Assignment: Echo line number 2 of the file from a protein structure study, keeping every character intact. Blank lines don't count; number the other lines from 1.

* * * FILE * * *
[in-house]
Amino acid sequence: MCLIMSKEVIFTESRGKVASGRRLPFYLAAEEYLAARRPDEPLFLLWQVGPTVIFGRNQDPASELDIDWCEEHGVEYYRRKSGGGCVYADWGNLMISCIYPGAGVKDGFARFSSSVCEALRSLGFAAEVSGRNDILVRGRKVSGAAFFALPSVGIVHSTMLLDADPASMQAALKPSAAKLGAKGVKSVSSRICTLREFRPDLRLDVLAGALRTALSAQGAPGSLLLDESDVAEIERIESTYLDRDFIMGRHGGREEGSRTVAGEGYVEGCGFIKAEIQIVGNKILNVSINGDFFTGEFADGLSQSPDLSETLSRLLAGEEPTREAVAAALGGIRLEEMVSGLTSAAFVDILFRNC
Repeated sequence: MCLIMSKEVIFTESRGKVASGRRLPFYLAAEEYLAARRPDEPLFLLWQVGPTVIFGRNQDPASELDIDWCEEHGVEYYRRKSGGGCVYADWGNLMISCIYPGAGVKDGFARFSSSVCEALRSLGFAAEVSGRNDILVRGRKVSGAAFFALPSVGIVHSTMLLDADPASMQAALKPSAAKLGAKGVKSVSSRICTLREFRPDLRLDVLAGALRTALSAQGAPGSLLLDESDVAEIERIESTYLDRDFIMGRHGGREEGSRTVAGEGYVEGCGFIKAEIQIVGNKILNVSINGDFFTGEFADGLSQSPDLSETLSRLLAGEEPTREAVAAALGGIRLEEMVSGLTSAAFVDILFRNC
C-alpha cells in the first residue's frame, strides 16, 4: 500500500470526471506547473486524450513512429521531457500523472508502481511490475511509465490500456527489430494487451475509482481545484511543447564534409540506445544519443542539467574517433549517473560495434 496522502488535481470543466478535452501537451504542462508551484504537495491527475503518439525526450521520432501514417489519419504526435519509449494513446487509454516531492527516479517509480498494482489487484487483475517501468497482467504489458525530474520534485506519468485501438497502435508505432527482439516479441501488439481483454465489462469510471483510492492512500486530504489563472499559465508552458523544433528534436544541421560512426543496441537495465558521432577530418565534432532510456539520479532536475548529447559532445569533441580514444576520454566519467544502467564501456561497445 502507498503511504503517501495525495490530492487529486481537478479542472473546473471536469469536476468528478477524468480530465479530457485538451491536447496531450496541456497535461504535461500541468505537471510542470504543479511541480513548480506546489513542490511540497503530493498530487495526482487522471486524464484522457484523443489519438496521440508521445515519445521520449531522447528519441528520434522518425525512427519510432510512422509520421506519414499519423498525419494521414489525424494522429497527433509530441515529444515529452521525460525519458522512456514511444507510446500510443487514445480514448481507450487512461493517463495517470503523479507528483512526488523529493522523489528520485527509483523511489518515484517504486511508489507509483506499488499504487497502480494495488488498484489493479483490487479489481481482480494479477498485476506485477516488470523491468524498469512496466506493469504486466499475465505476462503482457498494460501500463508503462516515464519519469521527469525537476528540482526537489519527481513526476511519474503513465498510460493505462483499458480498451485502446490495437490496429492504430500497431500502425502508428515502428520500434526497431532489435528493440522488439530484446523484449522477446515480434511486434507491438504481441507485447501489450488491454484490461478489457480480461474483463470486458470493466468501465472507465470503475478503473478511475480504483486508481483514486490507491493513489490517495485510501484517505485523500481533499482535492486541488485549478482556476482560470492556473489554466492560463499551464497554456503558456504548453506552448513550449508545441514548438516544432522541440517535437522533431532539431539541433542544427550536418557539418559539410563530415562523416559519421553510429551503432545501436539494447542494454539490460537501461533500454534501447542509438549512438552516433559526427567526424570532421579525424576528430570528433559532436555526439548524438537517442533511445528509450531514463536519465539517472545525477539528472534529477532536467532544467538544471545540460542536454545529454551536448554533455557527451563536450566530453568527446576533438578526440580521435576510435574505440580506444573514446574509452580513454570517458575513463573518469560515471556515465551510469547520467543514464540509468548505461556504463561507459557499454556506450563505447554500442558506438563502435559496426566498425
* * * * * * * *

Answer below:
Amino acid sequence: MCLIMSKEVIFTESRGKVASGRRLPFYLAAEEYLAARRPDEPLFLLWQVGPTVIFGRNQDPASELDIDWCEEHGVEYYRRKSGGGCVYADWGNLMISCIYPGAGVKDGFARFSSSVCEALRSLGFAAEVSGRNDILVRGRKVSGAAFFALPSVGIVHSTMLLDADPASMQAALKPSAAKLGAKGVKSVSSRICTLREFRPDLRLDVLAGALRTALSAQGAPGSLLLDESDVAEIERIESTYLDRDFIMGRHGGREEGSRTVAGEGYVEGCGFIKAEIQIVGNKILNVSINGDFFTGEFADGLSQSPDLSETLSRLLAGEEPTREAVAAALGGIRLEEMVSGLTSAAFVDILFRNC